When asked why Balsillie is purchasing the Preds, the answer was, "this is a tremendous team with a tremendous front office", focusing solely on the on-ice product, and not a word about the local market. One thing that was notable was Rodier's well-informed discussion of the Predators deep stock of talent, both at the NHL and minor-league level. When it comes to the on-ice aspects of this deal, you could hear the enthusiasm coming through around acquiring such a talented, young team. According to Rodier, Balsillie's silence up to this point is due to the constraints of a Non-Disclosure Agreement as part of the sale. As initially stated, it sounded like the Predators had requested that silence of Balsillie, but when pressed on the topic, Rodier characterized it more along the lines of usual procedure since Balsillie isn't the actual owner of the team yet.
The motivation for buying the Preds was constantly put in terms of the quality of the team and the front office that puts it together, and about the opportunity to win the Stanley Cup. When asked about relocation, Rodier quoted the well-worn dictums that before the team can move, the lease has to expire/lapse and the NHL Board of Governors needs to approve the move.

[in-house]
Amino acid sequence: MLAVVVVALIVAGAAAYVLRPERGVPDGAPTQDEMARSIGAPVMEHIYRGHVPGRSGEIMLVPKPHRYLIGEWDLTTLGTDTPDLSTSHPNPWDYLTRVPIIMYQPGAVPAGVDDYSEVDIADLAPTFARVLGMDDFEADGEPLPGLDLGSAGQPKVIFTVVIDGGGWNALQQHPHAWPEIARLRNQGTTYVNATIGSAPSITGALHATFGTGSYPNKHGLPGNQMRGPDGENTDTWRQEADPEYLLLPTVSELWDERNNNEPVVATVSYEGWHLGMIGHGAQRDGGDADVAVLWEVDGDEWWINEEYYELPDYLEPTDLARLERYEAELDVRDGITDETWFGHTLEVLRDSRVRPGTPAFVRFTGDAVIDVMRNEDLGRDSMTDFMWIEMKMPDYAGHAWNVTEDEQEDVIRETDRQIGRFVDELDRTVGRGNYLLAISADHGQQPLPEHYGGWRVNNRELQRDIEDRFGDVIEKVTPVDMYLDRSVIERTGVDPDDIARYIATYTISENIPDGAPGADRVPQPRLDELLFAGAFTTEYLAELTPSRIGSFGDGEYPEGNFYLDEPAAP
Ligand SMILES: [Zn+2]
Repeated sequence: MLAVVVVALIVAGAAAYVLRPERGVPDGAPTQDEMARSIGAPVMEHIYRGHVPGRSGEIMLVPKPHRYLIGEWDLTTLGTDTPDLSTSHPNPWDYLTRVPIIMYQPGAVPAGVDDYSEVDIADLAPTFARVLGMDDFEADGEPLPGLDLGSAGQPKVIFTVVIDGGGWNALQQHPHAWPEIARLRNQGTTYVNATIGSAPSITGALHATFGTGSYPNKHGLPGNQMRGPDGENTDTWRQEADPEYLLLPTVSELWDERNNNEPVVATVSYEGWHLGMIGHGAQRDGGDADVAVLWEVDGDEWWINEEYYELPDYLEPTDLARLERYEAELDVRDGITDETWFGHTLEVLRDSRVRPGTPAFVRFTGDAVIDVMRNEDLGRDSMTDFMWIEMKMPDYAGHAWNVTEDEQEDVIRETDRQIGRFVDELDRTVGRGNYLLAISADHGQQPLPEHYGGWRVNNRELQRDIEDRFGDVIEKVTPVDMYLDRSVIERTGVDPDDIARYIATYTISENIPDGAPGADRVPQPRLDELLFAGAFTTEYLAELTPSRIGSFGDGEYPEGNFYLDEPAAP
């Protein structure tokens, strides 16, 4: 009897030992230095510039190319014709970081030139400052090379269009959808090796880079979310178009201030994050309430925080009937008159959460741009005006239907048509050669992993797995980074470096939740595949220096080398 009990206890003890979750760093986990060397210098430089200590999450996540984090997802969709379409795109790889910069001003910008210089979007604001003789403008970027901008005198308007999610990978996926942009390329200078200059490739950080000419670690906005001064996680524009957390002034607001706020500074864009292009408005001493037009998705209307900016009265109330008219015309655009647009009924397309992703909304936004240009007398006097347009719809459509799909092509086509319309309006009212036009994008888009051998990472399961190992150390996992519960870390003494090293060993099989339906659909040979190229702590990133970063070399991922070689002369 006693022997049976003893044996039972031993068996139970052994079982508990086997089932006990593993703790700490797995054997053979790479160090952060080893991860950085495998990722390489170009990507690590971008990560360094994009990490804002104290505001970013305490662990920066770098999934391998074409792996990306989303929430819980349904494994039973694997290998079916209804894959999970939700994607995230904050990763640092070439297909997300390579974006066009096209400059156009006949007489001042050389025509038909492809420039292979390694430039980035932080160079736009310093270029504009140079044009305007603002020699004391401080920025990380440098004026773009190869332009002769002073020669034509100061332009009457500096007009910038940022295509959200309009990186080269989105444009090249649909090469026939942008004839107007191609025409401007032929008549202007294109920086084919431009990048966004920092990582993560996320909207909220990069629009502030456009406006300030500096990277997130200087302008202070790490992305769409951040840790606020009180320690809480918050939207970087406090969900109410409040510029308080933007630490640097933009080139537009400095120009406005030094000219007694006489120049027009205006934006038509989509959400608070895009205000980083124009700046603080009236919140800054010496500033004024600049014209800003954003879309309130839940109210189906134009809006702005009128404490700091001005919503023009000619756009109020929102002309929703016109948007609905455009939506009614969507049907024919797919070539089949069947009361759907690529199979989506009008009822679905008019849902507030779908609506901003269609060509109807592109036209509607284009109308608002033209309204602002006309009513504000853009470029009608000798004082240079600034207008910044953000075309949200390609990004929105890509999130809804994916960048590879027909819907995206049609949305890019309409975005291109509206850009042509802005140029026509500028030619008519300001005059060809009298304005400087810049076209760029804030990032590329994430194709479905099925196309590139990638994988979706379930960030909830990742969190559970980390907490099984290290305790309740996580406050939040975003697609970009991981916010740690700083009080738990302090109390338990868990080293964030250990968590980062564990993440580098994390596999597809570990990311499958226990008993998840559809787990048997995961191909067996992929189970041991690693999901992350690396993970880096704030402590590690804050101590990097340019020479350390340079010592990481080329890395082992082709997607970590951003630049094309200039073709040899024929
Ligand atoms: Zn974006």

Rodier was hopeful that they could complete the transaction by the end of the month, in time for free agency, and was adamant (quite properly) that all decisions up until that happens remain with current owner Craig Leipold. While many fans would want some assurance that GM David Poile can spend some cash in the even that the sale doesn't close until sometime later on, Leipold would be foolish to take on that burden prior turning the keys over.
The bottom line, of course, is that there would be no reason for Rodier to twist his moustache and wring his hands while cackling, "yes, we're going to take your Predators to Hamilton and there's nothing you can do about it!" Rodier said all the right things as the representative of a prospective franchise owner, without making any strong commitments to the city.
As it stands, the burden is on the Nashville community to get out and support this team and prove it deserves NHL hockey. The nature of the arena lease means that there's not much margin for error in that regard, as opposed to teams like Chicago and St. Louis which have seen attendance plummet, but are in no danger of being moved. That makes the "Our Team" movement all the more critical.